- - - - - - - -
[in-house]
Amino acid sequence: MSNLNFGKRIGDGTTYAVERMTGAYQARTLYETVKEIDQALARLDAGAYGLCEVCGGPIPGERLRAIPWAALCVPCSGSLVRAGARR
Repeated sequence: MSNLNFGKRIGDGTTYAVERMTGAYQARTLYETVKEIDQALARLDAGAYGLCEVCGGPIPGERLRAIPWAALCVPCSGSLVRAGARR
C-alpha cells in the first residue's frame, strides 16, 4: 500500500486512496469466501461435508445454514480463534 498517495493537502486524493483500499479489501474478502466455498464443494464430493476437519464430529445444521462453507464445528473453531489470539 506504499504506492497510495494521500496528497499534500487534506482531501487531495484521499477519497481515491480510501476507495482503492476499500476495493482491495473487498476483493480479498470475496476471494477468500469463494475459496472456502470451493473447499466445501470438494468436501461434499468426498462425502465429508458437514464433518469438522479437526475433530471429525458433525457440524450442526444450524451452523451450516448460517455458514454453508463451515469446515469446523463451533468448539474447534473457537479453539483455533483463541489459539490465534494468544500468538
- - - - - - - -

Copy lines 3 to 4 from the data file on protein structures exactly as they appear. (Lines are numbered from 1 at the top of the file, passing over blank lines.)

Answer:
Repeated sequence: MSNLNFGKRIGDGTTYAVERMTGAYQARTLYETVKEIDQALARLDAGAYGLCEVCGGPIPGERLRAIPWAALCVPCSGSLVRAGARR
C-alpha cells in the first residue's frame, strides 16, 4: 500500500486512496469466501461435508445454514480463534 498517495493537502486524493483500499479489501474478502466455498464443494464430493476437519464430529445444521462453507464445528473453531489470539 506504499504506492497510495494521500496528497499534500487534506482531501487531495484521499477519497481515491480510501476507495482503492476499500476495493482491495473487498476483493480479498470475496476471494477468500469463494475459496472456502470451493473447499466445501470438494468436501461434499468426498462425502465429508458437514464433518469438522479437526475433530471429525458433525457440524450442526444450524451452523451450516448460517455458514454453508463451515469446515469446523463451533468448539474447534473457537479453539483455533483463541489459539490465534494468544500468538